"Rock music hybridized" is what came to mind when I saw the lineup for the Appaloosa Bones international tour. Lucius’ and Gregory Alan Isakov’s avante-garde approach to indie pop and indie folk music is garnering attention from the masses and acquiring fans from every generation. This was visually apparent with the diverse group of music lovers present October 11th in Charleston, South Carolina.
Los Angeles is home to Jess Wolfe and Holly Laessig, the duo who founded one of the grooviest indie pop bands to come out of Brooklyn, Lucius. Motivated by an old Victorian mansion and a few vintage pianos, Berklee College of Music roommates, Jess Wolfe (lead vocals) and Holly Laessig (lead vocals), were later joined by Dan Molad (drummer), and Peter Lalish (guitar) to create some magic. Three studio albums and a few Grammy nominations later, it’s safe to say this group is leaving their mark on the music industry.
Once I heard their voices I was completely enamored by the carbon copy mystery women onstage. Matching bangs, capes, and gold- I thought, “They are Lucius?! This is Lucius?!”. Like me, you might recognize their ballads from shows like Grey’s Anatomy, Catfish: The TV Show, and New Girl. Or maybe you caught them on Late Night with Seth Meyers, The Ellen Degeneres Show, or The Late Show with Stephen Colbert. However, or wherever, you came across the talent that is Lucius, you are better for it! And if you’ve yet to dive into the current era of disco, start with Second Nature.
South Carolina hosted the four-piece supporting band Wednesday night to a crowd of 4,000 fans. North Charleston’s best outdoor venue, Firefly Distillery, sits on five acres surrounded by live oaks, palm trees and marsh views- plus showcasing the tastiest local Lowcountry vendors. As a concert enthusiast with over 300 shows under my belt, this one stood out!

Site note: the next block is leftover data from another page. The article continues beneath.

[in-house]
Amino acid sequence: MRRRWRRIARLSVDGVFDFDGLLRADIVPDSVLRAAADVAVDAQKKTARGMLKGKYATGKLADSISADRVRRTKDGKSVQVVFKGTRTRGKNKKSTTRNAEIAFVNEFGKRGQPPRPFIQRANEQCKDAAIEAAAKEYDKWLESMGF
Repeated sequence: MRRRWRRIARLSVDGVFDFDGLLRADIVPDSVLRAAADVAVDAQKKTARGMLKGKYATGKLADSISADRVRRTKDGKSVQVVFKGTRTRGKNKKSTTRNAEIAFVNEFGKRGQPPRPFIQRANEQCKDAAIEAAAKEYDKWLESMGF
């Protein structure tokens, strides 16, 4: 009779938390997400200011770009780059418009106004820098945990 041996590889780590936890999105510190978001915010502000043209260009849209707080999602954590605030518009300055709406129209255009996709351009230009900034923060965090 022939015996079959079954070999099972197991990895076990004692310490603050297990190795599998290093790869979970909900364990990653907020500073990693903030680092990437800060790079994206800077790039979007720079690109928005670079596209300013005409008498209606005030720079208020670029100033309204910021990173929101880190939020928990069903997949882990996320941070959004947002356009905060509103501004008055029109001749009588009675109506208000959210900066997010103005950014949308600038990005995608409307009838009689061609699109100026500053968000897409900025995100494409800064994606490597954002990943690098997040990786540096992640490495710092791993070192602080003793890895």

GREGORY ALAN ISAKOV
Horticulturist and Musician. Scientist and Artist. Humanitarian and Storyteller.
However he is labeled, Gregory Alan Isakov is a talented and compassionate individual, to say the least. His voice and style is reminiscent of Hozier, Lord Huron, and Caamp. Indie, folk, and Americana fans alike will find his music haunting in all the right ways.
An immigrant from South Africa, Gregory Alan Isakov’s family came to America when Isakov was only seven years old. His father started an electronic engineering business in Philadelphia and at 16 Isakov began his music career there. After college and touring with Kelly Joe Phelps, his song, “Big Black Car”, was used in a McDonald’s commercial- how is that for living the American Dream?! I am sure the life-long vegetarian is far more proud of his Grammy nomination for Best Folk album in 2019, his collaboration with the Colorado Symphony orchestra, and sharing a stage with The Lumineers at their first-ever stadium headlining tour to a crowd of 45,000 at Coors Field in Colorado (both bands hometown and one of the best concerts I have ever attended).
Charleston witnessed the band-of-six perform eighteen songs and deliver a goosebump-rendering encore. Jeb Bows (violin), Steve Varney (banjo/guitar/piano), Max Barcelo (drums), John Paul Grigsby (bass), and Danny Black (guitar) each illustrated their collective talents as instrumentalists and performers. As they embark on an international tour that carries into next year, I hope listeners found Appaloosa Bones, the first album release in five years, worth the wait.